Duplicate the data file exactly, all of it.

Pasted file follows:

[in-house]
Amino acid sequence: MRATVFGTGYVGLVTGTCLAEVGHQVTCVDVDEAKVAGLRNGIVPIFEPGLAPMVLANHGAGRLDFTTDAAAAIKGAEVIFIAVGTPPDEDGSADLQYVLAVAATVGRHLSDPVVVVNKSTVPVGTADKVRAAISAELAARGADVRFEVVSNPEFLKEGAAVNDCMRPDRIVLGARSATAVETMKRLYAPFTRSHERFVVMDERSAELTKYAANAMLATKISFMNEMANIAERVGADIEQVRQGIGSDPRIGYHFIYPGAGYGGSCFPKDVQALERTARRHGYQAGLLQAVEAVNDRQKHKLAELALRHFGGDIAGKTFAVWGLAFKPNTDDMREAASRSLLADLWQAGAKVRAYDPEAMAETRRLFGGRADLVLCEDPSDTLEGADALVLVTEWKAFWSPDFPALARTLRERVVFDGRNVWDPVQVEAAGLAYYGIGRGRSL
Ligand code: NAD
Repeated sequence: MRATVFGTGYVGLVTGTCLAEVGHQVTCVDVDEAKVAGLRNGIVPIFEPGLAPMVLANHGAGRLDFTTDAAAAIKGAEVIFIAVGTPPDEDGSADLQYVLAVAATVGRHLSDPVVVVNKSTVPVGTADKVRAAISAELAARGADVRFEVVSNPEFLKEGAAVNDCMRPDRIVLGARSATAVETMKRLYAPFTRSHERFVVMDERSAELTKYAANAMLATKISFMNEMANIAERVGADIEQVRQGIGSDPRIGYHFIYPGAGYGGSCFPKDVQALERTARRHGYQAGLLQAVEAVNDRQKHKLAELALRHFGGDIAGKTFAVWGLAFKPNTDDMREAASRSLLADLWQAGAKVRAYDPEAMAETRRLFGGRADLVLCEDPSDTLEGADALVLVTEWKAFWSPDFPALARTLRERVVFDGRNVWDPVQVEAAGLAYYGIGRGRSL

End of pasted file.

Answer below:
[in-house]
Amino acid sequence: MRATVFGTGYVGLVTGTCLAEVGHQVTCVDVDEAKVAGLRNGIVPIFEPGLAPMVLANHGAGRLDFTTDAAAAIKGAEVIFIAVGTPPDEDGSADLQYVLAVAATVGRHLSDPVVVVNKSTVPVGTADKVRAAISAELAARGADVRFEVVSNPEFLKEGAAVNDCMRPDRIVLGARSATAVETMKRLYAPFTRSHERFVVMDERSAELTKYAANAMLATKISFMNEMANIAERVGADIEQVRQGIGSDPRIGYHFIYPGAGYGGSCFPKDVQALERTARRHGYQAGLLQAVEAVNDRQKHKLAELALRHFGGDIAGKTFAVWGLAFKPNTDDMREAASRSLLADLWQAGAKVRAYDPEAMAETRRLFGGRADLVLCEDPSDTLEGADALVLVTEWKAFWSPDFPALARTLRERVVFDGRNVWDPVQVEAAGLAYYGIGRGRSL
Ligand code: NAD
Repeated sequence: MRATVFGTGYVGLVTGTCLAEVGHQVTCVDVDEAKVAGLRNGIVPIFEPGLAPMVLANHGAGRLDFTTDAAAAIKGAEVIFIAVGTPPDEDGSADLQYVLAVAATVGRHLSDPVVVVNKSTVPVGTADKVRAAISAELAARGADVRFEVVSNPEFLKEGAAVNDCMRPDRIVLGARSATAVETMKRLYAPFTRSHERFVVMDERSAELTKYAANAMLATKISFMNEMANIAERVGADIEQVRQGIGSDPRIGYHFIYPGAGYGGSCFPKDVQALERTARRHGYQAGLLQAVEAVNDRQKHKLAELALRHFGGDIAGKTFAVWGLAFKPNTDDMREAASRSLLADLWQAGAKVRAYDPEAMAETRRLFGGRADLVLCEDPSDTLEGADALVLVTEWKAFWSPDFPALARTLRERVVFDGRNVWDPVQVEAAGLAYYGIGRGRSL